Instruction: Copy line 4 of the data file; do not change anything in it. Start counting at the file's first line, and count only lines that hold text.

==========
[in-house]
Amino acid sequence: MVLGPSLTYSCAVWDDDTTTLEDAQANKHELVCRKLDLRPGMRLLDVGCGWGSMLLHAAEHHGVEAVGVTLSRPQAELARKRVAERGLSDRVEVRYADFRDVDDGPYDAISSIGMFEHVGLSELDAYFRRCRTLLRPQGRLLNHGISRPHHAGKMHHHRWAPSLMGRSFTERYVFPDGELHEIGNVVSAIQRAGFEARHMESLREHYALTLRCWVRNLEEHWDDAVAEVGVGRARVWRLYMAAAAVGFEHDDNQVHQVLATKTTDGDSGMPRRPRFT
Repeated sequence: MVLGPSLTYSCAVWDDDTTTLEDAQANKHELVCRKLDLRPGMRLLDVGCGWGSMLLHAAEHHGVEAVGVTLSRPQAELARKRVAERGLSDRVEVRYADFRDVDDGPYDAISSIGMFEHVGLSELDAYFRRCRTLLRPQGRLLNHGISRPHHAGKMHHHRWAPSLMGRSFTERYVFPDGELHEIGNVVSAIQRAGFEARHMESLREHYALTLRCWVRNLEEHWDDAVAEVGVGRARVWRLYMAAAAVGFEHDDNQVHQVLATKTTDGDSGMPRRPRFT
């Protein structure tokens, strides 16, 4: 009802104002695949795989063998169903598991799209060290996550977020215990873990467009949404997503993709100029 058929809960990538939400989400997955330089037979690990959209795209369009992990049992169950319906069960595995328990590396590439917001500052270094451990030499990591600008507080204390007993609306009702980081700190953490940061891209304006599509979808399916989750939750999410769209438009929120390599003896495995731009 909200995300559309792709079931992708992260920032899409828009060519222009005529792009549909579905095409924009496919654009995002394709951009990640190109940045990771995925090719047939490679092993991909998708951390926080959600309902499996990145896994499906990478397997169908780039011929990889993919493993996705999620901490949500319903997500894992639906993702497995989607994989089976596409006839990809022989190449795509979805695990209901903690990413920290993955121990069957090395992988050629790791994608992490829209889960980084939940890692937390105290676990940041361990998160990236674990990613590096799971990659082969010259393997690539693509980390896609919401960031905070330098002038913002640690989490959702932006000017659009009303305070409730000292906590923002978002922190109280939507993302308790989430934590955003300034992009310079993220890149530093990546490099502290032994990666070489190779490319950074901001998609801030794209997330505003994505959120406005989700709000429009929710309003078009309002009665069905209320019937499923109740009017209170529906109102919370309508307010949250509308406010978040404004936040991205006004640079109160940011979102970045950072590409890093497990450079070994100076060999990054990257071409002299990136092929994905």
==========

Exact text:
């Protein structure tokens, strides 16, 4: 009802104002695949795989063998169903598991799209060290996550977020215990873990467009949404997503993709100029 058929809960990538939400989400997955330089037979690990959209795209369009992990049992169950319906069960595995328990590396590439917001500052270094451990030499990591600008507080204390007993609306009702980081700190953490940061891209304006599509979808399916989750939750999410769209438009929120390599003896495995731009 909200995300559309792709079931992708992260920032899409828009060519222009005529792009549909579905095409924009496919654009995002394709951009990640190109940045990771995925090719047939490679092993991909998708951390926080959600309902499996990145896994499906990478397997169908780039011929990889993919493993996705999620901490949500319903997500894992639906993702497995989607994989089976596409006839990809022989190449795509979805695990209901903690990413920290993955121990069957090395992988050629790791994608992490829209889960980084939940890692937390105290676990940041361990998160990236674990990613590096799971990659082969010259393997690539693509980390896609919401960031905070330098002038913002640690989490959702932006000017659009009303305070409730000292906590923002978002922190109280939507993302308790989430934590955003300034992009310079993220890149530093990546490099502290032994990666070489190779490319950074901001998609801030794209997330505003994505959120406005989700709000429009929710309003078009309002009665069905209320019937499923109740009017209170529906109102919370309508307010949250509308406010978040404004936040991205006004640079109160940011979102970045950072590409890093497990450079070994100076060999990054990257071409002299990136092929994905």